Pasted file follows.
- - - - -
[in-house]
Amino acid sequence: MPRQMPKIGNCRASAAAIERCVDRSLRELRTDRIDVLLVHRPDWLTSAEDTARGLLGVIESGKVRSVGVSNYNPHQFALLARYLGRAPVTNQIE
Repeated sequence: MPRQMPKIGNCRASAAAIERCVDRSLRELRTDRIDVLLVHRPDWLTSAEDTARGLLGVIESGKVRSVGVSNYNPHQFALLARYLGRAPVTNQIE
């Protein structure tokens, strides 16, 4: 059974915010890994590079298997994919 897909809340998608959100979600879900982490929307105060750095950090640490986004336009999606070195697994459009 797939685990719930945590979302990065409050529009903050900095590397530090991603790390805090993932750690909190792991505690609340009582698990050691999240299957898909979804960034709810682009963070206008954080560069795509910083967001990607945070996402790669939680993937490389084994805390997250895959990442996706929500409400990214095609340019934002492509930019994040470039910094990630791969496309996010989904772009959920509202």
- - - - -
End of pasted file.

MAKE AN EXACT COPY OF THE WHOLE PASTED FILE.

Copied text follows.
[in-house]
Amino acid sequence: MPRQMPKIGNCRASAAAIERCVDRSLRELRTDRIDVLLVHRPDWLTSAEDTARGLLGVIESGKVRSVGVSNYNPHQFALLARYLGRAPVTNQIE
Repeated sequence: MPRQMPKIGNCRASAAAIERCVDRSLRELRTDRIDVLLVHRPDWLTSAEDTARGLLGVIESGKVRSVGVSNYNPHQFALLARYLGRAPVTNQIE
């Protein structure tokens, strides 16, 4: 059974915010890994590079298997994919 897909809340998608959100979600879900982490929307105060750095950090640490986004336009999606070195697994459009 797939685990719930945590979302990065409050529009903050900095590397530090991603790390805090993932750690909190792991505690609340009582698990050691999240299957898909979804960034709810682009963070206008954080560069795509910083967001990607945070996402790669939680993937490389084994805390997250895959990442996706929500409400990214095609340019934002492509930019994040470039910094990630791969496309996010989904772009959920509202």